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Chittenden

Last Updated 9/24/2014 12:20:36 PM

Vermont Humanities Events  

Chittenden

Through November 29 — Dance at Bennington College: 80 Years of Moving Through. Grant Event. A gallery exhibition of photographs from the 1930s to the present, drawn from the dance archives of Bennington College. Open Saturdays 11 am to 4 pm. Hosted by the Flynn Center for the Performing Arts and supported by a VHC grant. Burlington, Amy E. Tarrant Gallery at the Flynn, 153 Main St. Nancy Abbott-Hourigan, (802) 652-4505.

October 1 — Alfred Hitchcock and the Art of Suspense. Hitchcock famously said “Some films are slices of life; mine are slices of cake.” His career spanned forty years and many film eras. Film expert Rick Winston will discuss the evolution of Hitchcock’s craft, exploring his favorite themes, his relationship with his collaborators, and his wry sense of humour no matter how grisly the subject matter. By drawing on twelve film clips, starting with his 1925 silent The Lodger and continuing through to his Hollywood classics such as Notorious and Rear Window, Winston will illuminate the arc of Hitchcock’s brilliant career. Hosted by the Milton Historical Society and Museum. Milton Historical Society and Museum, 13 School Street, 7:00 pm. Allison Belisle, (802) 363-2598.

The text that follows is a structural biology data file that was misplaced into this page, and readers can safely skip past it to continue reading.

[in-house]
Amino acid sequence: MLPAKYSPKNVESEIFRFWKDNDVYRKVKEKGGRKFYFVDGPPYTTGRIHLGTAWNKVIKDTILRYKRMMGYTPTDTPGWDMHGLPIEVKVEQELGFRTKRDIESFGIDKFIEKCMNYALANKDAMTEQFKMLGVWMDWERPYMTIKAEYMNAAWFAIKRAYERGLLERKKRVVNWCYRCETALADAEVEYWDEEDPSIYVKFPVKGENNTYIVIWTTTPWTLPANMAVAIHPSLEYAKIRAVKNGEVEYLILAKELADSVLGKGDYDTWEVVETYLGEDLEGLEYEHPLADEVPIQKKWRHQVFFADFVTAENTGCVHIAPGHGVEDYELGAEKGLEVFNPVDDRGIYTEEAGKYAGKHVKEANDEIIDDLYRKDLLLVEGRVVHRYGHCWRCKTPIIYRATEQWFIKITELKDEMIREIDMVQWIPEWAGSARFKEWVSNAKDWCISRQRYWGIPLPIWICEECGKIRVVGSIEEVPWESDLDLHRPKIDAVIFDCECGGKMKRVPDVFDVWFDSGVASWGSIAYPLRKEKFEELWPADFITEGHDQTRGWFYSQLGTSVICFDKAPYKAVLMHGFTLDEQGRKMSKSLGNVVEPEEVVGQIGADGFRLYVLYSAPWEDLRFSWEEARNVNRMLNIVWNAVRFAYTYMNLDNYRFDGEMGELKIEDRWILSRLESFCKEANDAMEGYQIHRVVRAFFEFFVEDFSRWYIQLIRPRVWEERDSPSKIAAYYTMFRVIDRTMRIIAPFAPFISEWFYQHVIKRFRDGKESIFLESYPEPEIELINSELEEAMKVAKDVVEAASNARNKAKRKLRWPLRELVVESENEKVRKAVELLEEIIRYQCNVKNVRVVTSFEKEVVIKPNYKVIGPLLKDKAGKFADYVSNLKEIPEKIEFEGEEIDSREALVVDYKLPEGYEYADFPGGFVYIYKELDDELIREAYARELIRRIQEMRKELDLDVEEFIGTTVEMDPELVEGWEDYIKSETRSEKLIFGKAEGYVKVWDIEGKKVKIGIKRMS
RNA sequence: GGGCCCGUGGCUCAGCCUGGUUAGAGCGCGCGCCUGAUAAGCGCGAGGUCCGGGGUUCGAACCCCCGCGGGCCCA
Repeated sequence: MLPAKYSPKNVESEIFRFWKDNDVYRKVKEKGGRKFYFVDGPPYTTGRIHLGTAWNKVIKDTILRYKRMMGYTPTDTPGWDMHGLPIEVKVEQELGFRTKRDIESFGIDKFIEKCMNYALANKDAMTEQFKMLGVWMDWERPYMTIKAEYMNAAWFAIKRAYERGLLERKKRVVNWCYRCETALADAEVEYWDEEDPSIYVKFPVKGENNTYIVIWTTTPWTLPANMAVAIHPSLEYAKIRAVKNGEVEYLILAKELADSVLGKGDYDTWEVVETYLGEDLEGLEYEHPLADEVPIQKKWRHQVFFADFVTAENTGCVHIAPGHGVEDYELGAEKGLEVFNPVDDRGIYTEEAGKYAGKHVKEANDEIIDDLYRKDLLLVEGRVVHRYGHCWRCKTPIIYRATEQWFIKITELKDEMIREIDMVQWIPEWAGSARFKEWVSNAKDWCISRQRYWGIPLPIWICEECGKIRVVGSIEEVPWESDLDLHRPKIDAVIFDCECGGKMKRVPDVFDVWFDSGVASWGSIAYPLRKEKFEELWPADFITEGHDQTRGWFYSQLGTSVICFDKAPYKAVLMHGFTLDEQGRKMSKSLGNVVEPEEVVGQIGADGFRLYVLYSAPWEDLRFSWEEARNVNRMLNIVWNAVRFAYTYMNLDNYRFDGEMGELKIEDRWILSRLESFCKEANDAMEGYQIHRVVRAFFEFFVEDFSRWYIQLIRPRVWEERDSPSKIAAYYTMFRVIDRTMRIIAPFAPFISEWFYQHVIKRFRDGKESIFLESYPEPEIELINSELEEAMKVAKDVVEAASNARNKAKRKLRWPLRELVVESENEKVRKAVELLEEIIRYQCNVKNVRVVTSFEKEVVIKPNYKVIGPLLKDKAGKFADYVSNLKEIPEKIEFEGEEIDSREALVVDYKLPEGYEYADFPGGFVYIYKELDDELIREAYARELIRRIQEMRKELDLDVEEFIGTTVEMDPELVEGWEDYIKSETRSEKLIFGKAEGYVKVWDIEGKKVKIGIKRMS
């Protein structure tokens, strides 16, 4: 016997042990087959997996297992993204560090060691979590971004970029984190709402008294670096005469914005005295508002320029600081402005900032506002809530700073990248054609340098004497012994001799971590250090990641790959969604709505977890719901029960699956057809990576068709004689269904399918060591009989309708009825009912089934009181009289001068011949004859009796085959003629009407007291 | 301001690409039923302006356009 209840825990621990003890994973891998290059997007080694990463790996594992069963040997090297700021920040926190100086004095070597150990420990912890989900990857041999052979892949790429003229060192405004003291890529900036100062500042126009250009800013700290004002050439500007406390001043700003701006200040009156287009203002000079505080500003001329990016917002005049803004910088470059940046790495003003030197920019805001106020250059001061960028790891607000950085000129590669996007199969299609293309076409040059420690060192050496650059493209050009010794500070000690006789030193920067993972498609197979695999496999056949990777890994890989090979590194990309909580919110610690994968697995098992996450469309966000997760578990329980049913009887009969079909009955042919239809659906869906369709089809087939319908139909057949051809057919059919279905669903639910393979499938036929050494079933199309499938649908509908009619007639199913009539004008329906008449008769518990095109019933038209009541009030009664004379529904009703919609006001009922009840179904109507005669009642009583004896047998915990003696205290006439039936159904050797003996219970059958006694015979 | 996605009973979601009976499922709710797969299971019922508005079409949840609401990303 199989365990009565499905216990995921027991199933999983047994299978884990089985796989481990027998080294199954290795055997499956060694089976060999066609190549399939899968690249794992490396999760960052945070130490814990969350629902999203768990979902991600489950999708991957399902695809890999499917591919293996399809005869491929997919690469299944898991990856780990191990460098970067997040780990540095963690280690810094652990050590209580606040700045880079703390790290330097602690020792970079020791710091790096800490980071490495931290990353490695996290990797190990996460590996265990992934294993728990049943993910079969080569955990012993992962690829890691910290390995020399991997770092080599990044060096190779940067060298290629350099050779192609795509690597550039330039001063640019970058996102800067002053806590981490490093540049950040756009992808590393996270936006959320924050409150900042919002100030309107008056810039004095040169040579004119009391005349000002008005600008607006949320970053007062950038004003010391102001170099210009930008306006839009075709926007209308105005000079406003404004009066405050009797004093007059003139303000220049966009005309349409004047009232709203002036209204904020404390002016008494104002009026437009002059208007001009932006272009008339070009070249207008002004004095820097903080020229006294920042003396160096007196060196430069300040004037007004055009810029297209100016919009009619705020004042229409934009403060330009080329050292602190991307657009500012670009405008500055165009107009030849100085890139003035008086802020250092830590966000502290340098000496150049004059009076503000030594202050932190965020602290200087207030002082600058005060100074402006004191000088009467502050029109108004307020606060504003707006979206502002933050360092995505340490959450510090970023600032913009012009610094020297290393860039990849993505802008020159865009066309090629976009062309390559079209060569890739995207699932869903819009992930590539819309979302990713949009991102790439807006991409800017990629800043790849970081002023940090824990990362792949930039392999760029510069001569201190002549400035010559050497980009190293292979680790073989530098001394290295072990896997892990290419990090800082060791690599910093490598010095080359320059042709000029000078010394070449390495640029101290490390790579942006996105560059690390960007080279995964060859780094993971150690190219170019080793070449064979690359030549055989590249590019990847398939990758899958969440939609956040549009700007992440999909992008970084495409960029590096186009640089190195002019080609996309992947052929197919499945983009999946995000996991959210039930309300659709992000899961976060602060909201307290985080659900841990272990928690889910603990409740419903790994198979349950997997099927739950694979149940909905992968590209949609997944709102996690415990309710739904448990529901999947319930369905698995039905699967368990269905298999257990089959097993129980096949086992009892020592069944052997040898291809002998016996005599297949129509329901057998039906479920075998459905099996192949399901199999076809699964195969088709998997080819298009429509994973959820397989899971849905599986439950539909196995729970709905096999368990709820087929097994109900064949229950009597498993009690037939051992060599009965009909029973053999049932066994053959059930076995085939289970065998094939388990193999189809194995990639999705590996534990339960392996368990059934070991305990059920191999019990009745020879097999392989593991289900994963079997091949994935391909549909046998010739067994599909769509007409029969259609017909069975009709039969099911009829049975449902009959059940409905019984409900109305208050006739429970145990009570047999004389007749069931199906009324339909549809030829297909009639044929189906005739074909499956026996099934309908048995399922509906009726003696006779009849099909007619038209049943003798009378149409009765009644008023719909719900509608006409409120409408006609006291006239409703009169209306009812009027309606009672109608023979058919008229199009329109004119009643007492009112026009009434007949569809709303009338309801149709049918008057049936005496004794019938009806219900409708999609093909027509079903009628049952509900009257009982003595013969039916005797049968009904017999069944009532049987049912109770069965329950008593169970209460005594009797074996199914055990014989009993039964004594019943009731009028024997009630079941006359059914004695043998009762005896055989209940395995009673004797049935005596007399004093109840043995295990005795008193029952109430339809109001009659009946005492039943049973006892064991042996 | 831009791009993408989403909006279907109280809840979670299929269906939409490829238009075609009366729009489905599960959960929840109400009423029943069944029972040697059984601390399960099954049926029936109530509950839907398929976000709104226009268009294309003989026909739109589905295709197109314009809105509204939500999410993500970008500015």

October 1 — Rumi, A Soul on Fire. Dartmouth professor Nancy Jay Crumbine reads and discusses Rumi, one of the greatest and most widely read of spiritual poets.A First Wednesdays lecture. Hosted by the Brownell Library. Essex Junction, Brownell Library, 6 Lincoln St, 7:00 pm. Wendy Hysko, (802) 878-6954.

October 5 — Film Discussion: Freedom and Unity: The Vermont Movie. Part Six: "People's Power." Part of the Freedom and Unity: The Vermont Movie series. This six-part collaborative documentary produced by several dozen Vermont-based filmmakers uses personal stories, rare footage, compelling interviews, and original reenactments to explore the history and contemporary culture of the Green Mountain State and tell how one small state has made a very big difference. This part explores contemporary tensions over energy, independence, climate, and the state's future. Led by Nora Jacobson. Hosted by the Richmond Free Library. Richmond Free Library, 201 Bridge St, 4:00 pm. Wendy de Forest, (802) 434-3036.

October 6 — Book Discussion: Empire Falls by Richard Russo. Part of the Blue Collar America series. Who is the working class? Look past the stereotypes to examine the realities of minimum-wage existence, small-town economics, social divisions, and what does or doesn't constitute the good life. Led by Helene Lang. Hosted by the Wake Robin Retirement Community. Shelburne, Wake Robin, 200 Wake Robin Dr, 7:30 pm. Advance Signup Required, Natalie Albers, (802) 985-0659.

October 6 — Book Discussion: Lydia Cassatt Reading the Morning Paper by Harriet Chessman. Part of the Portraits of the Artists series. These books feature fictional interpretations of famous artists. What happens when the visual arts and the literary arts meet? How do fiction writers interpret the lives of famous painters, and the canvases they leave behind? Led by Linda Bland. Hosted by the Fletcher Free Library. Burlington, Heineberg Senior Center, 14 Heineberg Rd, 1:00 pm. Barbara Shatara, (802) 865-7211 or Pam Slattery, (802) 863-3982.